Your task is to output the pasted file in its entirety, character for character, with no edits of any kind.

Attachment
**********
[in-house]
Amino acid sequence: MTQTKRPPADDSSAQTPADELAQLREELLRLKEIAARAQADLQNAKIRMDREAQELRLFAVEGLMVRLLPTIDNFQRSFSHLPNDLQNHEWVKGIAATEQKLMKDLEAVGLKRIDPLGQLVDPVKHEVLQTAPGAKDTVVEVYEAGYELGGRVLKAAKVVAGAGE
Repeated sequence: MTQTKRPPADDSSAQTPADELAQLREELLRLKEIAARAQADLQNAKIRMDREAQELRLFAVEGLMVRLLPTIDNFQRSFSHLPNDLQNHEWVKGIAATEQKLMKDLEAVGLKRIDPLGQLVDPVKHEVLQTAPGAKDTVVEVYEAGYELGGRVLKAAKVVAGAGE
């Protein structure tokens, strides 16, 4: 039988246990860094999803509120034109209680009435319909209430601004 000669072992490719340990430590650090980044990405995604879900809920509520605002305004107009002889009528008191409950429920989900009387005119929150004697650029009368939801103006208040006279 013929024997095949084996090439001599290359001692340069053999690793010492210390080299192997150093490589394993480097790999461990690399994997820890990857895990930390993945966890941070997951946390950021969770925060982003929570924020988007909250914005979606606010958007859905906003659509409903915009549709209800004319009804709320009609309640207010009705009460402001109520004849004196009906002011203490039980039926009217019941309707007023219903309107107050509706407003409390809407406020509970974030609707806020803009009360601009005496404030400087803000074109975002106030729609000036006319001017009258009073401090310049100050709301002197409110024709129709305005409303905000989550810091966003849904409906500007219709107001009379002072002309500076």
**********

[in-house]
Amino acid sequence: MTQTKRPPADDSSAQTPADELAQLREELLRLKEIAARAQADLQNAKIRMDREAQELRLFAVEGLMVRLLPTIDNFQRSFSHLPNDLQNHEWVKGIAATEQKLMKDLEAVGLKRIDPLGQLVDPVKHEVLQTAPGAKDTVVEVYEAGYELGGRVLKAAKVVAGAGE
Repeated sequence: MTQTKRPPADDSSAQTPADELAQLREELLRLKEIAARAQADLQNAKIRMDREAQELRLFAVEGLMVRLLPTIDNFQRSFSHLPNDLQNHEWVKGIAATEQKLMKDLEAVGLKRIDPLGQLVDPVKHEVLQTAPGAKDTVVEVYEAGYELGGRVLKAAKVVAGAGE
């Protein structure tokens, strides 16, 4: 039988246990860094999803509120034109209680009435319909209430601004 000669072992490719340990430590650090980044990405995604879900809920509520605002305004107009002889009528008191409950429920989900009387005119929150004697650029009368939801103006208040006279 013929024997095949084996090439001599290359001692340069053999690793010492210390080299192997150093490589394993480097790999461990690399994997820890990857895990930390993945966890941070997951946390950021969770925060982003929570924020988007909250914005979606606010958007859905906003659509409903915009549709209800004319009804709320009609309640207010009705009460402001109520004849004196009906002011203490039980039926009217019941309707007023219903309107107050509706407003409390809407406020509970974030609707806020803009009360601009005496404030400087803000074109975002106030729609000036006319001017009258009073401090310049100050709301002197409110024709129709305005409303905000989550810091966003849904409906500007219709107001009379002072002309500076």